Tea is a commodity that is a mild mannered beverage that was discovered centuries ago. There is only one species of tea that all tea leaf is harvested from a sturdy and hardy evergreen bush, known as the Camellia Sinensis, which is grown from one of three primary origin specific varietal bushes: they are the Assam bush, the China bush, and the Java Bush. The leaves are dark and shiny with a high gloss. Chinese teas
are very different from the teas of India, and then both of those teas are different from the Ceylon teas.
The ancestry of origin of tea began in China, where it is believed that the source of the indigenous tea bushes is located and the first tea gardens appeared. Today, we have come to know that tea trees are located across seven tea mountains, and several of them are fivehundred to a thousand years old.
Assam Bush“ - It loves the rich soil that prefers light, acidic (slightly),
and a well drained area with high humidity and the rainfall is around 100
inches a year. The average temperature is important also, maintaining an
average temperature of 85 degree F. This temperature will guarantee
growth of the Assam bush. Assam is a black tea and it is preferred
breeding spots are India, Sri Lanka, and most of Africa.
China Bush - This tea bush has a distinct preferred growing
season. This bush is the cousin of the Assam bush. It thrives in
geographical locations near the northern or southern margins of the subtropical
zone. It likes to grow at really high altitudes, generally preferring to
be between 3,000 and 5,000 feet on mountain sides having a 45-60 degree
slope. In the northern hemisphere, the growing season is between March
and May and in the southern hemisphere, it is between September and November,
and it sends new growth out in early spring. Java Bush – Growing areas
that are tropical, rugged and raspy, and often full of mountains are ideal for
the Java bush. This variety of tea is very hearty, but often undependable
when compared to the Assam bush or the China bush. The Java bush is found
in the Southeast Asia regions, with a special concentration on
Indonesia. Although times have changed and centuries and years have passed us
by, in the world of tea, much has remained the same. There are four
distinct tea types, which are black tea, green tea, oolong tea, and white tea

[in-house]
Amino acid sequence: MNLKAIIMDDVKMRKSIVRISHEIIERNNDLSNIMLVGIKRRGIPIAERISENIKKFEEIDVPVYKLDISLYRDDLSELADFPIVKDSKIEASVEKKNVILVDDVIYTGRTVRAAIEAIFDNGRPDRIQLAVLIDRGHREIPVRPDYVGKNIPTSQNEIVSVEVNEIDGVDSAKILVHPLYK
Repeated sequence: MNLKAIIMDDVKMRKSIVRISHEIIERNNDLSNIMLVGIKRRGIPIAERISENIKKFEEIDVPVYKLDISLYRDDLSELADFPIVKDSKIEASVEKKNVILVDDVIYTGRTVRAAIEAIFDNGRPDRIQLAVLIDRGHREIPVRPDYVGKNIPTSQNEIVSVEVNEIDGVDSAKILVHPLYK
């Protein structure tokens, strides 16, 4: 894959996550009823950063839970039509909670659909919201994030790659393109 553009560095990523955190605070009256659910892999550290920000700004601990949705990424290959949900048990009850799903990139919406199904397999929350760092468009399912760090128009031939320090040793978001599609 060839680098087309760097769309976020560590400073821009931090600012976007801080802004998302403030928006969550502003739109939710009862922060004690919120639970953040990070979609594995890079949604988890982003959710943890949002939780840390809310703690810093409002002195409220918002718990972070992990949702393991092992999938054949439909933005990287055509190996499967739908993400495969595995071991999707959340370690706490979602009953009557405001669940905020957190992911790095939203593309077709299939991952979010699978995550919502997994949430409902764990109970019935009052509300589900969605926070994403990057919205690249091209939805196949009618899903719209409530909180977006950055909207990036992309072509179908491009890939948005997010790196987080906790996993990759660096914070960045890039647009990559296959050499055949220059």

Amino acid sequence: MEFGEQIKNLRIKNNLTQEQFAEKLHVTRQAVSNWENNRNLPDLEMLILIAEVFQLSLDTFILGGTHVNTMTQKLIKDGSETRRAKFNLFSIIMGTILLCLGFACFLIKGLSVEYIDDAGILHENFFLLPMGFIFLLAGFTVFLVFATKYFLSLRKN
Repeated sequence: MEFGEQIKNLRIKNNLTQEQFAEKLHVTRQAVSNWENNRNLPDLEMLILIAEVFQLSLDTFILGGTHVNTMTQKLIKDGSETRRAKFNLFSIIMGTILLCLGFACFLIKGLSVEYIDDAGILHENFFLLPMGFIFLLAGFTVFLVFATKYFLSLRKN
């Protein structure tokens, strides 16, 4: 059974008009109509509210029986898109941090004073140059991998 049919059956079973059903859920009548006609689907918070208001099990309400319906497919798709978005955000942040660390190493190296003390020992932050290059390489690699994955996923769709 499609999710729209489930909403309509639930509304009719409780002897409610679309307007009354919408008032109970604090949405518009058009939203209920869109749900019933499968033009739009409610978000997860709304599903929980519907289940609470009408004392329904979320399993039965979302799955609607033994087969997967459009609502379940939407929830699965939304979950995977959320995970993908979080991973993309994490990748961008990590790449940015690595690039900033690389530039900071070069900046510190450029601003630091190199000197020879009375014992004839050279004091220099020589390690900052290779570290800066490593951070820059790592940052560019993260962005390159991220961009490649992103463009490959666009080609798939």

(the most expensive). Though they are distinctively different, they all
still come from the same tea bush, the camellia sinensis, but they go through a
different method of harvesting and processing. The process of taking a fresh
tea leaf and making it a green tea is verydifferent from the process of making
a black or oolong tea. The method of manufacturing the leaf is the
difference. Teas are so unique that they carry a fingerprint just like
the human hand. The traditions of the people where they originate, and
their customs, beliefs, and regions all play an intricate part in how the tea
is manufactured and the final outcome of the tea leaf. The tea production
process starts with the soild of a particular region (it matters if the tea
bush is harvested in the north or south, coastal or central areas which produce
the “style of a tea”). The growing conditions, the pruning of
the bushes, the timing of the bush picking, the leaf style being picked, the
skill and tea knowledge of the tea picker, the weather during the harvesting
season, and the experience of the tea precessors all must be considered when
harvesting teas. No matter which tea tickles your fancy, they are all high in
antioxidants and very good for your overall health and they aid in helping you
maintain a healthly lifestyle.
After plucking, the fresh leaves are spread out to dry or wither. Then the leaves are either rolled to crush the leaf and release the essential oils and enjymes, or passed through a cut, tear, and curl machine. After that, the tea is left to ferment
until it becomes a bright copper color. Then it’s dried to halt the fermentation and sterlize the leaves. This turns the leaves dark brown or black. Finally the tea is sorted into the various differnt leaf grades.
Green teas are not fermented. Immediately after plucking, the
leaves are steamed in large iron pans over a fire to soften them.
They are then rolled and dried.
Means “black dragon” in Chinese and is traditionally used for tea that is
semi-fermented. After plucking, oolong teas are processed in a similar way to black teas, but the fermentation time is much shorter. They tend to have a large leaf and produce a pale bright liquor with a delicate flavor.
There is still some confusion about exactly what constitutes a white
tea, but we believe it to mean a completely unfermented tea where only the
unopened bud and sometimes the first new leaf are used. Although
China is traditionally the place where white tea was first produced, countries
such as Darjeeling and Sri Lanka now also make white teas. Note:
Infusions don’t contain tea. They are made from natural herbs, flowers
and fruits. The main difference between traditional tea and infusions is
that the infusions do not contain caffeine.